The breastfeeding Virgin Mary
AROUND THIS time last year, I wrote an article about our clan’s Lenten tradition of the pabasa (“‘Pabasa’: Lenten ritual and family tradition,” Opinion, 2/26/15). In the article, I mentioned a rare wooden image of the Blessed Mother breastfeeding the Infant Jesus. I also narrated how my grandfather accidentally found the image among trash along a riverbank many years ago and how it has been the center of our pabasa ever since.
Reactions to my article were varied. Some of them simply asked why they seldom see an image or statue of the Blessed Virgin breastfeeding the Baby Jesus. Others, however, expressed surprise: “Is this for real?” “I have never seen one like this!” “Is it approved by the Catholic Church?”
And so, I did a quick research and found out that the image was known as Virgen de la Leche y Buen Parto (Our Lady of Milk and Happy Delivery), and that it first came into prominence in Madrid, Spain, sometime during the 16th century. But for some reasons, it slowly disappeared from the sacred art scene.
Writer Margaret Miles offers possible reasons behind the image’s disappearance in her book “A Complex Delight: The Secularization of the Breast, 1350-1750.” She traces the origin of the breastfeeding image all the way from early Christianity until its disappearance after the Renaissance.
Here in the Philippines, we all know that the devotion to the Virgin Mary under her various titles (Mother of Perpetual Help, Our Lady of the Most Holy Rosary, etc.), has been flourishing since the Spanish times. It is interesting to note, however, that popular interest and devotion to the Virgen de la Leche seems to have appeared only sometime around 2000, due mainly to the efforts of a group of Marian devotees and advocates of breastfeeding.
It all began when Remedios Ticzon Gonzales of Mandaluyong City inherited from her uncle an heirloom—an antique statue of the Blessed Virgin. Apparently, the family had kept it away from public view because “the Blessed Mother is shown in an unusual pose—seated on the floor and lovingly breastfeeding the infant Jesus.”
Inspired by its religious significance and beauty, Gonzales decided to propagate the spiritual devotion to the statue. She then displayed it for public viewing for the first time.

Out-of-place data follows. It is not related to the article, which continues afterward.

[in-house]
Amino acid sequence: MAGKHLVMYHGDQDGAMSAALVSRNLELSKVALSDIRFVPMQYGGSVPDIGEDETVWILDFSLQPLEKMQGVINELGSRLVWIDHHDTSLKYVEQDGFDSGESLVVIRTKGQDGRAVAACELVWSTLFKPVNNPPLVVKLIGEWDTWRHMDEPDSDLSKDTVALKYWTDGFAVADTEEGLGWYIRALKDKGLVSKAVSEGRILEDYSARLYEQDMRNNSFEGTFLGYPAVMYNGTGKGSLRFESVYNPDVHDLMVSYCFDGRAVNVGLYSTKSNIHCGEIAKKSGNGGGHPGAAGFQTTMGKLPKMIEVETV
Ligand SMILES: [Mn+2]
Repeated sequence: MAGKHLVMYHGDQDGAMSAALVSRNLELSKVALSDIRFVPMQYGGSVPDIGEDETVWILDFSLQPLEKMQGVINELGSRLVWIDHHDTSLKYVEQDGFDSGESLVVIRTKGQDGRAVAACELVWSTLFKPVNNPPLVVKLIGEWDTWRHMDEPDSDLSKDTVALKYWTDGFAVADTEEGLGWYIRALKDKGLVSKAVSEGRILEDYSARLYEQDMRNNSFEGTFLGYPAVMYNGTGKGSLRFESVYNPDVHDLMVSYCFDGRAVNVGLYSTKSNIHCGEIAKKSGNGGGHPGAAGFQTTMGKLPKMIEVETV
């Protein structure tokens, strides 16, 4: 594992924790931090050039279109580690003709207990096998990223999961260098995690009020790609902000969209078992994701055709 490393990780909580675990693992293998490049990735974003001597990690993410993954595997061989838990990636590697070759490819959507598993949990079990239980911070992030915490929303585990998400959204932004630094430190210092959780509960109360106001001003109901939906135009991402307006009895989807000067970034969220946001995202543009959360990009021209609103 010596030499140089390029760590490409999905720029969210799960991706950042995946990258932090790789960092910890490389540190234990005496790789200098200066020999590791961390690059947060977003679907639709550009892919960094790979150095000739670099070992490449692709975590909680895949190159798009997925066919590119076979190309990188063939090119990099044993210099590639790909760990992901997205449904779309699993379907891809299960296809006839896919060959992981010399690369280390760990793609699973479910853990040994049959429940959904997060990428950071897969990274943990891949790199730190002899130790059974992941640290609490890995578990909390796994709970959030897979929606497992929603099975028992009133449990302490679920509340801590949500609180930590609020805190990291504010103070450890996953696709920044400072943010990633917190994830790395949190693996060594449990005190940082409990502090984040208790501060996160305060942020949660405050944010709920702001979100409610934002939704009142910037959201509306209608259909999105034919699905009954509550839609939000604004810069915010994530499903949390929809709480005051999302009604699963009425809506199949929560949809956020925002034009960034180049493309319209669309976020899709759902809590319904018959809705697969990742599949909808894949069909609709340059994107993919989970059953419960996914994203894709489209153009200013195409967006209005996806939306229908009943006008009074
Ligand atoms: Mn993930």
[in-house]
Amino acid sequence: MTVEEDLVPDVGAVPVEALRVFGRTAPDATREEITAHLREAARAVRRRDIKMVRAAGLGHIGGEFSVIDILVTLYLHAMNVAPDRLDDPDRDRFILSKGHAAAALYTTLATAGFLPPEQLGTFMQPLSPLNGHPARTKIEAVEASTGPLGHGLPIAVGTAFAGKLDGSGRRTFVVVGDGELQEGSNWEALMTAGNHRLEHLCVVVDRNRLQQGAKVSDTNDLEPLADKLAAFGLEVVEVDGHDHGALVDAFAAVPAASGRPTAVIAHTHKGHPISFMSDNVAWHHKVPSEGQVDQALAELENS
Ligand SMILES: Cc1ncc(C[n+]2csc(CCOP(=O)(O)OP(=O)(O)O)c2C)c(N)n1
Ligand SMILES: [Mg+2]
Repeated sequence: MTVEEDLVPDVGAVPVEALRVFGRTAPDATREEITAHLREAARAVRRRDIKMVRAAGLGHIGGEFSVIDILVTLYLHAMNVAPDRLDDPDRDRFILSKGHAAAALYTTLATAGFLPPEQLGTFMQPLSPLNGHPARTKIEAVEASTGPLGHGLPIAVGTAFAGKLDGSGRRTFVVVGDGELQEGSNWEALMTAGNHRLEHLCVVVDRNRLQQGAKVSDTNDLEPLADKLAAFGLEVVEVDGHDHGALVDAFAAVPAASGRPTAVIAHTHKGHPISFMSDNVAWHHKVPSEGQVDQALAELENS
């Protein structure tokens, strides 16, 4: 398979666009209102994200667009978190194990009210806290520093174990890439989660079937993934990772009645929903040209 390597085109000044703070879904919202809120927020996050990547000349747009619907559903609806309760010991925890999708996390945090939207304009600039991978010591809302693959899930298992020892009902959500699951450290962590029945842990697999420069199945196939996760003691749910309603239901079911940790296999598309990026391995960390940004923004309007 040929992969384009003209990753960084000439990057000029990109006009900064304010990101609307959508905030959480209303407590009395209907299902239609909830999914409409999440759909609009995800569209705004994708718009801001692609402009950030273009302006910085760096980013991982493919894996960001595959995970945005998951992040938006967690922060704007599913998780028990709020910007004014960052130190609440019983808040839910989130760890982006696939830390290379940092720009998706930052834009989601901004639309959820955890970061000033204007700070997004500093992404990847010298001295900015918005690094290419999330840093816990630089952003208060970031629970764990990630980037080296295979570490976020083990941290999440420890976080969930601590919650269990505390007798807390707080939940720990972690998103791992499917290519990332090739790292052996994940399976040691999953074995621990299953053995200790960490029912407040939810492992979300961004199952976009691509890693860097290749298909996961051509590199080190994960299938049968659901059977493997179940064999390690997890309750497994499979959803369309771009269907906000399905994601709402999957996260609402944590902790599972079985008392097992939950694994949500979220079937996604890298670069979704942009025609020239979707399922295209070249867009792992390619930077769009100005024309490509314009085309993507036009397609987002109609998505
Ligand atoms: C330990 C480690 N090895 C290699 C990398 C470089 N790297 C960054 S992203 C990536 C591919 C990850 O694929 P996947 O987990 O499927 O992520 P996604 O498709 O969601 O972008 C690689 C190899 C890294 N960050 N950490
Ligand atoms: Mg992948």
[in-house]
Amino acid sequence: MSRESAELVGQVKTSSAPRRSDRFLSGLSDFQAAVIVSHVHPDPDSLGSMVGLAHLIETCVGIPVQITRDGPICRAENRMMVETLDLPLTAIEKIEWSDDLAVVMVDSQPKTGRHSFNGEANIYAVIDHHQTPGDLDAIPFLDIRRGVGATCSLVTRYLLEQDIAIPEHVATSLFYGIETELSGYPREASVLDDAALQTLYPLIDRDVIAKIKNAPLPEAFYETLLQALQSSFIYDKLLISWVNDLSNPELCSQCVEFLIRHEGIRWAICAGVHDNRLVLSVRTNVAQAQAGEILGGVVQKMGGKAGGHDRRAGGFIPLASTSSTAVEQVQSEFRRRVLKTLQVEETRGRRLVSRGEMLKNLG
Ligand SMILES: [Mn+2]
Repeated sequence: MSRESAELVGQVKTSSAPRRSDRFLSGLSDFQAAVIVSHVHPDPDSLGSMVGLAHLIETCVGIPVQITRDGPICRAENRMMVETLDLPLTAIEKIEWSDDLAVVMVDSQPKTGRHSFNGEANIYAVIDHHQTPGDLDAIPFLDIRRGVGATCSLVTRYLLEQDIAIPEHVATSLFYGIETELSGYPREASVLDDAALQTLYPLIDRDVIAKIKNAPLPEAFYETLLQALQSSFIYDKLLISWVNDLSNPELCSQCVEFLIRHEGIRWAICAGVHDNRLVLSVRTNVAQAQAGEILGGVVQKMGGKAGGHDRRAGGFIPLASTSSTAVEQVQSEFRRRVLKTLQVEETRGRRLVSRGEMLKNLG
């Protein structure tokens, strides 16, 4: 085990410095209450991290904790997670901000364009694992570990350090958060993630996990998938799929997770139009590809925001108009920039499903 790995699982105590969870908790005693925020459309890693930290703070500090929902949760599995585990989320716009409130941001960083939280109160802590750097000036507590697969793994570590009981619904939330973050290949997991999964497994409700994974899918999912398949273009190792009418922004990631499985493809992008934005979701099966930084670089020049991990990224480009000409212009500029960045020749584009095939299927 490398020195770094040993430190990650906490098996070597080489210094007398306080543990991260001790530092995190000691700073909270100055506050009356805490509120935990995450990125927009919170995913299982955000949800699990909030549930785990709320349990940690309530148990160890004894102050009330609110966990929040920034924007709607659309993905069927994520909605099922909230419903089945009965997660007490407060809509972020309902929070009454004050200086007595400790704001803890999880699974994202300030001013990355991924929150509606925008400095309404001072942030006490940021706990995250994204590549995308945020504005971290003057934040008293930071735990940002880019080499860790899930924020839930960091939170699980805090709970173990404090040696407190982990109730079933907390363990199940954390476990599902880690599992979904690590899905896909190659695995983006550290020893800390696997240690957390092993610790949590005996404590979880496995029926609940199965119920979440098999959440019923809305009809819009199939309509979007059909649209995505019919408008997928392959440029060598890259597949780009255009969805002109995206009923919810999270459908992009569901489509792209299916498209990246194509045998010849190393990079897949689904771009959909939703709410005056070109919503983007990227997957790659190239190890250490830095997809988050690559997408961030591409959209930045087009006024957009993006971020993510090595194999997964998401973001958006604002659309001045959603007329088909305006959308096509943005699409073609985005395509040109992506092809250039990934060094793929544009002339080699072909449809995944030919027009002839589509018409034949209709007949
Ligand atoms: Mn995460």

In the year 2002, with the help of Fr. Nick Blanquisco of Our Lady of Fatima Parish in Mandaluyong, she finally obtained permission from Jaime Cardinal Sin and formed the Our Lady of La Leche Movement to propagate the devotion. The group adopted Oct. 11 as its feast day.
In 2011, Marc Dalma, a Filipino Marian devotee who owns a similar 4-ft statue, published online a well-researched article, “Nuestra Señora de la Leche y Buen Parto.” Dalma said that he wanted to help spread the devotion, citing the dogma of Mary, Mother of God, which was defined by the Council of Ephesus in 431 as the theological basis for the image. According to him, the image must have also been inspired by the story of the Holy Family’s flight into Egypt. As proof, he cited still existing artworks by famous painters in the past, showing the Blessed Mother with the Baby Jesus suckling at her exposed breast while St. Joseph rests in a corner.
Today, it appears that efforts to propagate the devotion to the breastfeeding Virgin Mary in the country have not taken off, due to a combination of ecclesiastical, religious and cultural reasons.
An “unofficial ban” by the Church is cited to explain why the devotion has not gone beyond a couple of parishes in Metro Manila today.
Inquirer columnist Rina Jimenez David, a staunch advocate of breastfeeding, wrote: “But hostility to a mother’s breastfeeding in public may come to an end soon, if the Vatican is to have its way. L’Osservatore Romano, the official newspaper of the Holy See whose contents have the Pope’s imprimatur, have called for the lifting of an unofficial ban on artworks depicting the Virgin Mary breastfeeding the Baby Jesus” (“Proudly breastfeeding,” Opinion, 8/19/08).
The ambivalent reaction of some Catholics to the exposed breast of the Virgin has also been pointed out as another reason. UP chancellor and anthropologist Michael Tan, another Inquirer columnist, described his observations while viewing various images in a Marian exhibit at Harrison Plaza: “The most striking among these images is labeled Nuestra Señora de La Leche, Our Lady of Milk. With most of the images, people would stop, pause, some apparently praying. Others would touch the image, probably appealing for something, or simply showing veneration. With Our Lady of Milk, people would look very quickly and move on. Some seemed almost embarrassed” (“Our Lady of Milk,” Opinion, 10/8/10).
Tan concludes: “False modesty seems to have prevented this image to become more popular. Note how even the word ‘leche’ has, sadly, become an expletive.”
Lent began last Feb. 10. Our clan will gather once again for our traditional pabasa before an image that others had dumped as trash and apparently consider profane. We, however, will continue to consider it God’s gift to our family.
And as a travel blogger (ajpoliquit.wordpress.com), writing about his “discovery” of the image at the Manila Cathedral, says, “Our Lady of La Leche beautifully conveyed Mary’s humanity… the act of breastfeeding averted attention to her actual (read: earthly) role in the life of Jesus—as a vessel for His physical birth and nurturing.”
And so this Lent, this same image will remind us of the human side of the Mother and Child whose love for all of us brought them to Calvary—for the Son to die on the cross and for the Mother to become the mother of us all.
Danilo G. Mendiola is retired from corporate work and now serves with his wife in the Marriage Prep Ministry of their parish in Quezon City.
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